14. 5 out of 5

    Subham

    It started off really well but took so much of time to get going and the first 11 parts were just them collecting swords and then when you expect the battle to start, its the same old story of what happened to Arakko through different lenses and then the competition becomes goofy and silly and the point system is weird, there is no actual sword fight. When we reach the near end, there is one good issue with the X-Men where Cyclops has to decide to take the X-Men into Otherworld and rescue the mu It started off really well but took so much of time to get going and the first 11 parts were just them collecting swords and then when you expect the battle to start, its the same old story of what happened to Arakko through different lenses and then the competition becomes goofy and silly and the point system is weird, there is no actual sword fight. When we reach the near end, there is one good issue with the X-Men where Cyclops has to decide to take the X-Men into Otherworld and rescue the mutants, that part was great and the fight between Apocalypse and Genesis/Annihilation and how it ended abruptly was weird really, but then again the ending promises some big things ahead for Otherworld and the X-Men have to recover from this loss, overall an underwhelming event and could have used with less tie-ins, and focus on just the main X-Men writer Hickman. It became a case of too many cooks in the kitchen but well the fallout seems promising!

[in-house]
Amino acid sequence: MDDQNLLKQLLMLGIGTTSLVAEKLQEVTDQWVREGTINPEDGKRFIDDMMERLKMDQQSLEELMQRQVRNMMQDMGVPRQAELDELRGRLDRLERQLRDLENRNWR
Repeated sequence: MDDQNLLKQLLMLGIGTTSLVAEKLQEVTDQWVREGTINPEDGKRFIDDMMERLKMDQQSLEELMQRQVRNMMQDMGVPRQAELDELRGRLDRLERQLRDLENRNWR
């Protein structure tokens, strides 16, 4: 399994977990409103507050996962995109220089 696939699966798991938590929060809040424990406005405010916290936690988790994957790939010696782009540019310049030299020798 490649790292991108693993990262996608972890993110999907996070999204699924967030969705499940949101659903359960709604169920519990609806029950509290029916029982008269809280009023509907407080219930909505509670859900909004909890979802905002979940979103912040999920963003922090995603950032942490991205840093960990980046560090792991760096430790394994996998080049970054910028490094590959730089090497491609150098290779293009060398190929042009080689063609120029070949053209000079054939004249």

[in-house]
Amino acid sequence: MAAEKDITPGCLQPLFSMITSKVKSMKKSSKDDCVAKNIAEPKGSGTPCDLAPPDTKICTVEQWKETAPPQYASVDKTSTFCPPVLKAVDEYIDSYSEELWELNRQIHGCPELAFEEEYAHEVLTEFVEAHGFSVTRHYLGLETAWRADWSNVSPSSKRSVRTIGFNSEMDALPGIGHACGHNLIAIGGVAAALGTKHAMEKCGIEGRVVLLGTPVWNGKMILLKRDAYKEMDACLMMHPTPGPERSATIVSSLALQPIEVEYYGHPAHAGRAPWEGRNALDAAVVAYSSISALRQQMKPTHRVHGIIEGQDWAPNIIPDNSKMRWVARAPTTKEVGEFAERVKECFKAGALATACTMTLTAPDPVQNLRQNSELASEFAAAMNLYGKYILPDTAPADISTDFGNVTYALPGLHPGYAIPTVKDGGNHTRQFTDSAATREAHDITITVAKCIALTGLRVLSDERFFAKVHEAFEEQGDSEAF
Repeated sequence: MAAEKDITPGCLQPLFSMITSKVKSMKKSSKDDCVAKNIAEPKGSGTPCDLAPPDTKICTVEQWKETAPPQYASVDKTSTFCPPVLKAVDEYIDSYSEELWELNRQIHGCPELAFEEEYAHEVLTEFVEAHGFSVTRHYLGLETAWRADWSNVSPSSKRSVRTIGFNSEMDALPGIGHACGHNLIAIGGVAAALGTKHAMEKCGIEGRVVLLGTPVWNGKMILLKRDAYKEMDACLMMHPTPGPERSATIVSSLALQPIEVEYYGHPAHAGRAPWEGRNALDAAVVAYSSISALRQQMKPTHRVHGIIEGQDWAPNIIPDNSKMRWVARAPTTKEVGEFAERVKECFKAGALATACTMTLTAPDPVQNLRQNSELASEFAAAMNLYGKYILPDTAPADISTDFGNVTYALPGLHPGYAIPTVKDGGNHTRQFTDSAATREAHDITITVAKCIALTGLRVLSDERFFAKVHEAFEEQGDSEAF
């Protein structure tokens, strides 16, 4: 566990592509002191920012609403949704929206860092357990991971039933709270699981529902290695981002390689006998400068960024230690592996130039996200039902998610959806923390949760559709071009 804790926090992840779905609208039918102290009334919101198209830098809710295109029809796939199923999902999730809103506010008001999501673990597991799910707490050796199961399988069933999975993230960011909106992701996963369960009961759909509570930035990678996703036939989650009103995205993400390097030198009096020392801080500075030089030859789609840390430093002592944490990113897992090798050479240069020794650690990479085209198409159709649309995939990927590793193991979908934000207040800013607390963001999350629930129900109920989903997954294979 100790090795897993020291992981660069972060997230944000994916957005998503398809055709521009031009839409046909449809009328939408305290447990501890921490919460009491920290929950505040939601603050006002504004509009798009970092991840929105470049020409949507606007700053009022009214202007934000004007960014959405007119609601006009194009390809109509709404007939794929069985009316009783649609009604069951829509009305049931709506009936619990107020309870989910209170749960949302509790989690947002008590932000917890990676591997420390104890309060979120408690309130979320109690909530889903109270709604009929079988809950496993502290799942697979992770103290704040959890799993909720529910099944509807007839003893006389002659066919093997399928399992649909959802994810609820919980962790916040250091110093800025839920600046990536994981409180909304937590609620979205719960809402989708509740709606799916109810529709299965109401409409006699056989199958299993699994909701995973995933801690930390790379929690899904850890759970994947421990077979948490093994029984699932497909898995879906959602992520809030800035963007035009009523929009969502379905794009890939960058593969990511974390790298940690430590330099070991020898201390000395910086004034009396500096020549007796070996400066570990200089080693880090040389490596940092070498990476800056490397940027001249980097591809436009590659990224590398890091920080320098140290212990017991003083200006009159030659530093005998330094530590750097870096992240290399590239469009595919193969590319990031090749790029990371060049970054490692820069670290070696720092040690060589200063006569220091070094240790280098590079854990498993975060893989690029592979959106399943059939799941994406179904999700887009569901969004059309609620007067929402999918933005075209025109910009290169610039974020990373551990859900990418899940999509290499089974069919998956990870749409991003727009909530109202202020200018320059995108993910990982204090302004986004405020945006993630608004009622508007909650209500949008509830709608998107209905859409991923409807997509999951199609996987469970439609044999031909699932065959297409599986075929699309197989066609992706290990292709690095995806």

15. 4 out of 5

    Rylan

    This was a hefty read, originally X of Swords was intended to be 12 issues but covid hit and for some reason they thought adding 10 more was a good idea. I think they should’ve stuck with 12 the story is way to drawn out and unnecessarily confusing at times. I will say I am a sucker for tournament arcs so I did enjoy the story for the most part and Storm was an absolute badass in here I love seeing her get some spotlight.

  16. 4 out of 5

    Tom Ewing